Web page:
But I don't think this is the case. The Great Northwest Athletic Conference isn't well-known or stocked with high-end athletes, but 49ers tackle Luke Marquardt, Bears center Taylor Boggs, tight end Kevin Boss, and former Pro Bowl runner Christian Okoye transitioned from the unheralded GNAC to the NFL. And Duncan looks like another possible exception to the rule. A three-sport star who walked onto Sacramento State's football team, he suffered a micro-fracture of his right femur that left him bound to a wheelchair for three months. He transferred to El Camino Community College -- the same school where wide receiver Kenbrell Thompkins began his career -- and at the end of his first season he earned 1st team all-conference honors and the team named him its MVP.
The tight end passed up Division-I offers to join his younger brother at Dixie State, but missed 2012 due to knee surgery for an injury related to his previous micro-fracture. Duncan studied film that year and returned in 2013 to statistically dominate the competition with 71 catches for 1045 yards and 13 touchdowns.
Although Duncan didn't run at the combine, he posted a position-best 35 reps on the bench press -- 7 more than Jace Amaro's respectable 28. If his athleticism translates to the NFL, he could be a player in the style of Dallas Clark with more strength as a runner.
Did the last sentence catch your eye? I'm sure Denver had similar thoughts from the tape.
Here's a summary of my analysis from this film:
This is an incomplete evaluation of Duncan because the only footage I could acquire was from the Internet and it was a six-minute cut-up of Duncan as a receiver in several games. I didn't see block at all. As a result of this one-sided look at Duncan, I realize there is a chance I am overrating his potential. However, based on what little he did at the combine and his college history, I believe Ducan will become an effective NFL starter -- and a statistically productive one.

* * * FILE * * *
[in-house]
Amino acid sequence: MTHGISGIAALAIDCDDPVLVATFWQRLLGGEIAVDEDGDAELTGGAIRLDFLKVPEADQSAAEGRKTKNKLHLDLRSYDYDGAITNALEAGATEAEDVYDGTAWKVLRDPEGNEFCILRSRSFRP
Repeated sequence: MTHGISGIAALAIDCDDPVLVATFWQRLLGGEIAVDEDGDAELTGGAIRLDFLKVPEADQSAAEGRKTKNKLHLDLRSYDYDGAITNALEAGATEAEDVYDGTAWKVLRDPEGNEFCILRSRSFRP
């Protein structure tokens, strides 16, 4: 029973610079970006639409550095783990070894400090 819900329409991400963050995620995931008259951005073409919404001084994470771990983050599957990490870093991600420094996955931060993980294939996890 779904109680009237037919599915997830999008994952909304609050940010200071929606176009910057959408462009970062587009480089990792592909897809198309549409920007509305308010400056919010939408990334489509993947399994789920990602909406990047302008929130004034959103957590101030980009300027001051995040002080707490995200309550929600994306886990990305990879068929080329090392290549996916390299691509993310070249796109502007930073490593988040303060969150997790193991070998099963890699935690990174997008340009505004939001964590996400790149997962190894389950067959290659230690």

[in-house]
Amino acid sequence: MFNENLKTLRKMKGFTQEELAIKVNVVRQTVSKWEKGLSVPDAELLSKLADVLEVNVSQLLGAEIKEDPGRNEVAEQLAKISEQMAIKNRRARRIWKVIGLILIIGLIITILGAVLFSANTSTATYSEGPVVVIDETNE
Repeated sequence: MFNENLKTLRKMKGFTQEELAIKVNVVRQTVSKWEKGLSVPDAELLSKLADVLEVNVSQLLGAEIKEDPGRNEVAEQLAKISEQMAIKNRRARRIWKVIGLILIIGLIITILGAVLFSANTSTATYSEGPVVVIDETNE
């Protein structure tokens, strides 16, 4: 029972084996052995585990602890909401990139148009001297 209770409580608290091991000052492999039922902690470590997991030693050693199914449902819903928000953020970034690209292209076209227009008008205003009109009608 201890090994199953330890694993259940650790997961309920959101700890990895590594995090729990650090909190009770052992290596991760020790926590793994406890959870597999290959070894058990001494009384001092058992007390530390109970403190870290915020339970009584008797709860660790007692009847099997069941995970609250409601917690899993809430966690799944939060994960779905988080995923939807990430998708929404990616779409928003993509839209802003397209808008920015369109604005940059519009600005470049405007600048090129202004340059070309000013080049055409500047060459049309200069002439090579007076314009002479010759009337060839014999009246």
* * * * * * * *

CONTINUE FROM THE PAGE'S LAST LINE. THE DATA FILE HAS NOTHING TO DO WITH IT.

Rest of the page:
Duncan is built like a tank with a gyroscopic device embedded in its powertrain. Not only does the Dixie State tight end have the strength to run through wraps and stiff arm defenders, but his balance and flexibility as a runner is startling for a 268-lb. ball carrier.
There are numerous plays where a safety or linebacker came flying downhill at Duncan -- pads low, at a good hitting angle -- and the tight end met the hit with some of the lowest functional pad level I've ever seen from a man this size. In these situations, Duncan either rode over top the defender and maintained his footing as if he was running a bear crawl without the use of his hands for support or he spun off the contact and earned extra yardage.
When Duncan isn't doing impersonations of wild woodland predators, it's a routine occurrence to see the tight end run through the first wrap or use a stiff arm. He has enough acceleration to pull away from safeties at this level of football as both a ball carrier and a receiver. The biggest question outside Duncan's skills as a blocker will be his speed, because he did not compete against top college athletes on a weekly basis.
Duncan shines as a receiver. He's a skilled zone receiver who finds openings from the slot or the backfield. When used on the perimeter he's conscientious about working to the quarterback from his break and attacking the football.
He also possesses good sideline awareness on outs, comebacks, and fades. This attention to detail as a route runner and his skill at creating gains in the short range of the field with his burst and balance makes Duncan an intriguing H-Back prospect.
This is especially true when watching Duncan catch the football. When it comes to attacking the football at the first window away from his body, Duncan is among the most consistent players I have seen in this class -- tight ends and receivers alike. In a league where coverage is tight, this is an underrated skill for any receiver and it is often missing from the arsenals of quality prospects.